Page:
Visitors: Our campus is open for hiking, biking and paddling Monday through Saturday, 8:30am-4:30pm, with closures only on Sundays and federal holidays. All visitors should do a self-health check before arriving and bring a face covering if you wish to use the indoor restrooms. We also advise bringing a filled water bottle, as our Reed Education Center is temporarily out of potable water while we replace the water tanks.See our COVID-19 Visitor Guide for where to park, updated maps and hours, and other safety info.
We examine diseases impacting multiple species of corals across the Caribbean, focusing on the interaction between corals and their microbial symbionts.
While most people recognize corals for their large structure and bright colors, those large structures are actually created by many small coral polyps, which live close together in a tight knit colony. These polyps, which are invertebrate animals (as they lack a backbone), create a hard skeleton, which over time accumulates into the complex 3-D structures that are called coral reefs.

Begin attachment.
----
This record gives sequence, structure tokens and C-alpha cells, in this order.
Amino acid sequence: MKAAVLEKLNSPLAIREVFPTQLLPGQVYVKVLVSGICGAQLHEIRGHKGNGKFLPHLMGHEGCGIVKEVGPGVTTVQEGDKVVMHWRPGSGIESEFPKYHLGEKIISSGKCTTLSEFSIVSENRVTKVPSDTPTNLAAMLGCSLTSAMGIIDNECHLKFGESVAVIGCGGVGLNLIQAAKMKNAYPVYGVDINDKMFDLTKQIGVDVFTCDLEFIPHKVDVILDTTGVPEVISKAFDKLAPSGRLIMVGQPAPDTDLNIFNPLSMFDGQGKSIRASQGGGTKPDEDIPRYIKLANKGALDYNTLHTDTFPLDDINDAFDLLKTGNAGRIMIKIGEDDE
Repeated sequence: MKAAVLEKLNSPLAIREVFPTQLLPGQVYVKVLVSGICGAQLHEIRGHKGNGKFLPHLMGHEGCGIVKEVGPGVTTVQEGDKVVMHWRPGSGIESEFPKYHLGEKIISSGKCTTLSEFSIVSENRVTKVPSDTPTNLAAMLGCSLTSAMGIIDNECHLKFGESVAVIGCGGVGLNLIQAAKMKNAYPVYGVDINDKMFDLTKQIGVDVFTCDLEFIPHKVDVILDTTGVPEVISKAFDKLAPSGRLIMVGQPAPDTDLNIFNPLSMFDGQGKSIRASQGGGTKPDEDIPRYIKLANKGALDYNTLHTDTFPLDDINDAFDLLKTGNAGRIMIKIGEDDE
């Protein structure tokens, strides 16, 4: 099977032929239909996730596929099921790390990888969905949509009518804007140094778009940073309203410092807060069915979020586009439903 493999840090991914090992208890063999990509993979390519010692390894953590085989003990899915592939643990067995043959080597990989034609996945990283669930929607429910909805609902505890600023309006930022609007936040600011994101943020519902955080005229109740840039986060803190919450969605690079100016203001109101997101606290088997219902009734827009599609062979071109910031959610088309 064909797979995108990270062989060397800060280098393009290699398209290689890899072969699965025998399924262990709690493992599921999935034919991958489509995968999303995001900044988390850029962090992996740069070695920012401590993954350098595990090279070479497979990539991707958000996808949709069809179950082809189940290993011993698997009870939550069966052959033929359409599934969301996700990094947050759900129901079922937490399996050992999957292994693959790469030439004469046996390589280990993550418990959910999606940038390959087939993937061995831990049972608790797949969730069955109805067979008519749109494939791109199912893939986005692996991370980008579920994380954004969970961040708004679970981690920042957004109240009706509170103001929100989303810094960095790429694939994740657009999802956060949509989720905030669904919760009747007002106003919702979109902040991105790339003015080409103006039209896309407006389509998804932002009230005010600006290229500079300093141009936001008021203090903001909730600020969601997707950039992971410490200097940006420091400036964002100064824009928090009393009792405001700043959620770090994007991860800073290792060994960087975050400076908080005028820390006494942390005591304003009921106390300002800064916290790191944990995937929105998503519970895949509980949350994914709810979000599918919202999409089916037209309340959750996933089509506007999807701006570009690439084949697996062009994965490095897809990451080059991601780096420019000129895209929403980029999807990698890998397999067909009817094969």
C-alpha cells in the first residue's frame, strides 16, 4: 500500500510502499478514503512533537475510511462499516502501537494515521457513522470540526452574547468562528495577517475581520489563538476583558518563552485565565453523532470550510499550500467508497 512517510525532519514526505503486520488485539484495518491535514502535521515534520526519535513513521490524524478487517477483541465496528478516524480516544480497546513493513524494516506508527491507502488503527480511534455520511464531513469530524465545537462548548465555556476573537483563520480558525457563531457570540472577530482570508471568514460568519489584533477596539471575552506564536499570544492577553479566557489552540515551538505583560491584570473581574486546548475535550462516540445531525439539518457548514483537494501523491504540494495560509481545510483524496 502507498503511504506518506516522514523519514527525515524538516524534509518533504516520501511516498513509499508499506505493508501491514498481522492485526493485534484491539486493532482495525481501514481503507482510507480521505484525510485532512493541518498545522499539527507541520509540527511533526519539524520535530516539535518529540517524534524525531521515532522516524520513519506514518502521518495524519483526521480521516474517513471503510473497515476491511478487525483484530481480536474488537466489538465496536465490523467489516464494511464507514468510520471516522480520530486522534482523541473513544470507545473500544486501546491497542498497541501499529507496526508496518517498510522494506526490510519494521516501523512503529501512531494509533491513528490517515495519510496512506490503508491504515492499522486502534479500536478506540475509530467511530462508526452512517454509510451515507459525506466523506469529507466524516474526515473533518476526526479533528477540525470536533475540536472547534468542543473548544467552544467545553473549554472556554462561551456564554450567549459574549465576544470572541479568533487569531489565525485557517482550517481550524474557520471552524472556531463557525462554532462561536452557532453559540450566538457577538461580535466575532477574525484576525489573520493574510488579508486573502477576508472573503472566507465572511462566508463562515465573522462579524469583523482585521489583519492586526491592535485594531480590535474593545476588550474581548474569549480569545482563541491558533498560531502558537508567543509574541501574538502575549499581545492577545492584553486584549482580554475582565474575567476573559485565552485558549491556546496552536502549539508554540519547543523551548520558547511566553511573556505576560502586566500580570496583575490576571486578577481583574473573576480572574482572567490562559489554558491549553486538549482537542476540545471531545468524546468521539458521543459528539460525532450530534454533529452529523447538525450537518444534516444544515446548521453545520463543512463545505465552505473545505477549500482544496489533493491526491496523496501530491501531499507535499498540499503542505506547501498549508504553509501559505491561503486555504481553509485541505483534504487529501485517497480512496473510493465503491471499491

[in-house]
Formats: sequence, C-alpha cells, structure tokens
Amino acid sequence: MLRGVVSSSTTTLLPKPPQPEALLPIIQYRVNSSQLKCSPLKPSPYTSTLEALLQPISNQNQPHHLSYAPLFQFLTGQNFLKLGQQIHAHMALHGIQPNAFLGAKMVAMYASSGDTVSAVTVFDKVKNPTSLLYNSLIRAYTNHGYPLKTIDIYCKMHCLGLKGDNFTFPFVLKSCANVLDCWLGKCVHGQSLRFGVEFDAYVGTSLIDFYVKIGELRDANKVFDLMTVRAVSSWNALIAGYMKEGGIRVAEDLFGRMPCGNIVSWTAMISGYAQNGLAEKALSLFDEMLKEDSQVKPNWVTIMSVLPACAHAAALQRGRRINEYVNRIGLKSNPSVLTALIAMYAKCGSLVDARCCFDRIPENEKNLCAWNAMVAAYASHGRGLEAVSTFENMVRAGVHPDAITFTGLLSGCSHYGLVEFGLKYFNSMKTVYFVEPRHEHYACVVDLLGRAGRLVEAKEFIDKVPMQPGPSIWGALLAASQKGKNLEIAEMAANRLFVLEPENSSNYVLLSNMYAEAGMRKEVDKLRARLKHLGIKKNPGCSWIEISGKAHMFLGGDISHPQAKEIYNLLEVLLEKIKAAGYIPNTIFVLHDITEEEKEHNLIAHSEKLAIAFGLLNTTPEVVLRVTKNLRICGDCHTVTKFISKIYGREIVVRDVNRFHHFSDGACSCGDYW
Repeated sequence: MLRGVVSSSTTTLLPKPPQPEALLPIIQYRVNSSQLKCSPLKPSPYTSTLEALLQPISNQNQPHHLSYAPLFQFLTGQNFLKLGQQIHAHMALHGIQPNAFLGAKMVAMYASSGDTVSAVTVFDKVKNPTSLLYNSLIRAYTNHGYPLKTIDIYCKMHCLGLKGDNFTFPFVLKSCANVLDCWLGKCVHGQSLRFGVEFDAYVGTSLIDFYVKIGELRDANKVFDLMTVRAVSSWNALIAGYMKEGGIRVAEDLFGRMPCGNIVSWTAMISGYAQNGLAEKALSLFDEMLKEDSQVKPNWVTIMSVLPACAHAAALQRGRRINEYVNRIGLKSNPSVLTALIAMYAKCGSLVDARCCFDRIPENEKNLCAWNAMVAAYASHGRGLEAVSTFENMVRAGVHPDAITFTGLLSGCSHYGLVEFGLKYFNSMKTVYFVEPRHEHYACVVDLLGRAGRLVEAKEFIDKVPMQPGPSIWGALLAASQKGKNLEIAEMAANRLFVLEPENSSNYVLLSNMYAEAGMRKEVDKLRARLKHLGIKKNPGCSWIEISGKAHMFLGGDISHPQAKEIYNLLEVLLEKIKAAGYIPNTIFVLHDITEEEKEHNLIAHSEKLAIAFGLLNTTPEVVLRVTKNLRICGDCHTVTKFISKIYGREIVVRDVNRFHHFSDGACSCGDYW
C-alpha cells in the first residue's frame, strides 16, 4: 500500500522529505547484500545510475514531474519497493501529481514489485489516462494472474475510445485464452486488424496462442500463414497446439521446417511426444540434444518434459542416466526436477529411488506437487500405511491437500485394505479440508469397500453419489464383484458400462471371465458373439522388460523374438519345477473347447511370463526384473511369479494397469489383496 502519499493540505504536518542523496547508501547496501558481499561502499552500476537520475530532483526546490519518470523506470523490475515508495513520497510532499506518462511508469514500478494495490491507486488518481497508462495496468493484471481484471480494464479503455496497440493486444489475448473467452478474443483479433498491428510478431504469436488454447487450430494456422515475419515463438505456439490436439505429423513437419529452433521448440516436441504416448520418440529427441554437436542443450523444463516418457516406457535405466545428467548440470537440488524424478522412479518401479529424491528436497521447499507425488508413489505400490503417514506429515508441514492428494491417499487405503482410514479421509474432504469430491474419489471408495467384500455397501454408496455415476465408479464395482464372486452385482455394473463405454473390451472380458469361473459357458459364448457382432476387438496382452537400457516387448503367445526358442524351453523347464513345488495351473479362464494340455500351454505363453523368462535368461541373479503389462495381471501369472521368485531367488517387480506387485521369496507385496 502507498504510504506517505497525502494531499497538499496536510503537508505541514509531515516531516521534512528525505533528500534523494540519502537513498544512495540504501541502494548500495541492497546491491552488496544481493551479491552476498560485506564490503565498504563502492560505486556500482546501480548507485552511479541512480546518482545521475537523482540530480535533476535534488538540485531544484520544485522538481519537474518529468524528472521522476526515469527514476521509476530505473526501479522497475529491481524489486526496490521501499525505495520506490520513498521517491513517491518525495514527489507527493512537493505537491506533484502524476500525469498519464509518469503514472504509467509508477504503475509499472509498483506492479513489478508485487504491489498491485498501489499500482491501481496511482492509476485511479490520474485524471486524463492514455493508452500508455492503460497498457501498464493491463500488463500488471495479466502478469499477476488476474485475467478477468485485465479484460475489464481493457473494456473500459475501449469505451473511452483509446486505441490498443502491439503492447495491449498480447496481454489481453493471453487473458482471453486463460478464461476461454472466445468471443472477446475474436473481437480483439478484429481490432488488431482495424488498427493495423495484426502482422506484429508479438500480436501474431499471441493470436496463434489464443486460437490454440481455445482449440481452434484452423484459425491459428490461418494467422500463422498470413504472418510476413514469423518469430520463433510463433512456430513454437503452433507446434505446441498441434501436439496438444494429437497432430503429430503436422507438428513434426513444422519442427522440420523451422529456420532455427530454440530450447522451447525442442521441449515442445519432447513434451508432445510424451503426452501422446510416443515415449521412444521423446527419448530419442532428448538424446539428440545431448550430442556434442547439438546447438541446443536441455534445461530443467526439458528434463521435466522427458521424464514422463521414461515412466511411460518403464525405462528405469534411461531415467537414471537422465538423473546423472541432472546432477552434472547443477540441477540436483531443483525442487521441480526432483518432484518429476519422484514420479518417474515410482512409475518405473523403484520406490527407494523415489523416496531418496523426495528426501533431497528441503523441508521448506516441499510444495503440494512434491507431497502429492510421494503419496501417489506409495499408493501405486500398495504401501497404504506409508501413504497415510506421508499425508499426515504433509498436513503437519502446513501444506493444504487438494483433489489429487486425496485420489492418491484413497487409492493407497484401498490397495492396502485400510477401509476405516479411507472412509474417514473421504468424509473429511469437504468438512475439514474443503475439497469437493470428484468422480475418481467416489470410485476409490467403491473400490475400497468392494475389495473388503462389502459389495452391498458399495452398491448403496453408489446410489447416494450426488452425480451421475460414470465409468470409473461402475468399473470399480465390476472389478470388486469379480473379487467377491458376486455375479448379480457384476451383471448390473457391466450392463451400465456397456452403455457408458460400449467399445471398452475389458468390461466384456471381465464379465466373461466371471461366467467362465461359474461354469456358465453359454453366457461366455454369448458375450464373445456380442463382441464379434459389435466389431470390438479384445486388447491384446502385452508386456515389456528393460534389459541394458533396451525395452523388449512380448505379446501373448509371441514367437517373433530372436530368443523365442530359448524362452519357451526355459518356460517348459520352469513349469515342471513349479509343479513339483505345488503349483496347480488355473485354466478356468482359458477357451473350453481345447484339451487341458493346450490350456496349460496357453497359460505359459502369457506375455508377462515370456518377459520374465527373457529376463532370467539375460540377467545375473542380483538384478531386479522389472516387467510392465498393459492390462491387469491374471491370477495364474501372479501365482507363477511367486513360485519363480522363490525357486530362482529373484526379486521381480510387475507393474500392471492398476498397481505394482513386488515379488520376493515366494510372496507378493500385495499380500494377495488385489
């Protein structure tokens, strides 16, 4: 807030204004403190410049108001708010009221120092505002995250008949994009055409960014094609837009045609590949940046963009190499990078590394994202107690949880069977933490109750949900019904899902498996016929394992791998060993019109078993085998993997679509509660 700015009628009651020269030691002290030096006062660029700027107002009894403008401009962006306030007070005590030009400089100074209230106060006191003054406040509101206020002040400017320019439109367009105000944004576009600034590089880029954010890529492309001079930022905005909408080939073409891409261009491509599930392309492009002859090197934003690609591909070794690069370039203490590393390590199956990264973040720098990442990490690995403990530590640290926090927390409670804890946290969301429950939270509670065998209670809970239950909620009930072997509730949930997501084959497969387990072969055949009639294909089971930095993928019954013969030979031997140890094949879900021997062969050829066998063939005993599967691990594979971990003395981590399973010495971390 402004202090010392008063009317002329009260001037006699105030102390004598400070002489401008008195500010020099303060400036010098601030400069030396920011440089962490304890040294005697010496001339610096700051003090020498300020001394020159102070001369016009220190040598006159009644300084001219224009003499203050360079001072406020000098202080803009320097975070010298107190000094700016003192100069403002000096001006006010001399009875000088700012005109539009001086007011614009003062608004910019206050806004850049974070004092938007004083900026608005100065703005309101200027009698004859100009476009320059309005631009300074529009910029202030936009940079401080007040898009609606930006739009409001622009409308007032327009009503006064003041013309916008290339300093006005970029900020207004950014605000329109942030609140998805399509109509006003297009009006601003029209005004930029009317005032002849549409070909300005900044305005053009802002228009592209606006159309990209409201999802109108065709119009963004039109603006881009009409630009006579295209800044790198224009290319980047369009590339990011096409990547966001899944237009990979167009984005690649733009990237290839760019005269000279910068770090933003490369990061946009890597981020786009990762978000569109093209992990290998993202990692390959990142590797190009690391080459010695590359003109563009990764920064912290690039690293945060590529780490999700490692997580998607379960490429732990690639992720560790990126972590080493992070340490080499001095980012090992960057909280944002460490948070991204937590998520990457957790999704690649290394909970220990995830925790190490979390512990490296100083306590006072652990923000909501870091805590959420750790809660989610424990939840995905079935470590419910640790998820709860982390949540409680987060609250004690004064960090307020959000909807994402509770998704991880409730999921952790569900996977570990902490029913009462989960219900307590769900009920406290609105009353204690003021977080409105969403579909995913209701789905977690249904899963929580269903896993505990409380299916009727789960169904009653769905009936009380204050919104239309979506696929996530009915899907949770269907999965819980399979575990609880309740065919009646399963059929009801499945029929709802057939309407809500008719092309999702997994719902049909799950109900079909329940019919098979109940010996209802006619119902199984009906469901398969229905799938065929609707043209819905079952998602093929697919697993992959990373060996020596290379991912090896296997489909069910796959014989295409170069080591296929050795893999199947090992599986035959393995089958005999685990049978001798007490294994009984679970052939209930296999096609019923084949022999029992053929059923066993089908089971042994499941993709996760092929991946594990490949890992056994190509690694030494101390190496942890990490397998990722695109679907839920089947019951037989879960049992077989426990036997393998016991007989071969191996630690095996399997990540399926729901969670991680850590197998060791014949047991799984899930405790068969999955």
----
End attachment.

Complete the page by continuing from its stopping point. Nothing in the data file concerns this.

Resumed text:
Corals around the globe are plagued by many abiotic (e.g., temperature, pollution) and biotic (e.g., pathogens) stressors, causing incredibly declines. In the Caribbean basin, populations of corals species are impacted by numerous diseases, which are named based on the visible signs of disease such as white band, black band, and stony coral tissue loss disease. Though the actual pathogen (or pathogens) that cause each of these diseases has not been discovered, we know that coral disease results from a change in the interaction between the microbial community and the coral polyps. Thus, our work is examining the ecology and evolution of these interactions and what measures might mitigate disease severity in wild and cultured corals.